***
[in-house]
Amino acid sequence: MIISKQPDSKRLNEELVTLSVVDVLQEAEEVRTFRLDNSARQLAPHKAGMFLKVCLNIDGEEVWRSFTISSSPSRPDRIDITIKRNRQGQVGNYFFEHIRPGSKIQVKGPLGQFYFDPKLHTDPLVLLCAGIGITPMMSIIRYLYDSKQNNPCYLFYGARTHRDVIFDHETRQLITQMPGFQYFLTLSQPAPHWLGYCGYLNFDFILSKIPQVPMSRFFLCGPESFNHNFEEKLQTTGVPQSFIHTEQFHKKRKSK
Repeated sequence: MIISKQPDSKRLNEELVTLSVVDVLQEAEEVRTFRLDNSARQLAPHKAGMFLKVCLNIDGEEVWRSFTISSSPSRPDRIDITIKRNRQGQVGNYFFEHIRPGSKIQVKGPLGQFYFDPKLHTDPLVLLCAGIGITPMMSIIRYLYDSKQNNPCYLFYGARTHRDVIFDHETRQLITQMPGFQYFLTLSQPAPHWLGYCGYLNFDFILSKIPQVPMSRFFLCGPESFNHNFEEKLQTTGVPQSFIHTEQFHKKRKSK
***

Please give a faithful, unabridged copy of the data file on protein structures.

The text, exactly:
[in-house]
Amino acid sequence: MIISKQPDSKRLNEELVTLSVVDVLQEAEEVRTFRLDNSARQLAPHKAGMFLKVCLNIDGEEVWRSFTISSSPSRPDRIDITIKRNRQGQVGNYFFEHIRPGSKIQVKGPLGQFYFDPKLHTDPLVLLCAGIGITPMMSIIRYLYDSKQNNPCYLFYGARTHRDVIFDHETRQLITQMPGFQYFLTLSQPAPHWLGYCGYLNFDFILSKIPQVPMSRFFLCGPESFNHNFEEKLQTTGVPQSFIHTEQFHKKRKSK
Repeated sequence: MIISKQPDSKRLNEELVTLSVVDVLQEAEEVRTFRLDNSARQLAPHKAGMFLKVCLNIDGEEVWRSFTISSSPSRPDRIDITIKRNRQGQVGNYFFEHIRPGSKIQVKGPLGQFYFDPKLHTDPLVLLCAGIGITPMMSIIRYLYDSKQNNPCYLFYGARTHRDVIFDHETRQLITQMPGFQYFLTLSQPAPHWLGYCGYLNFDFILSKIPQVPMSRFFLCGPESFNHNFEEKLQTTGVPQSFIHTEQFHKKRKSK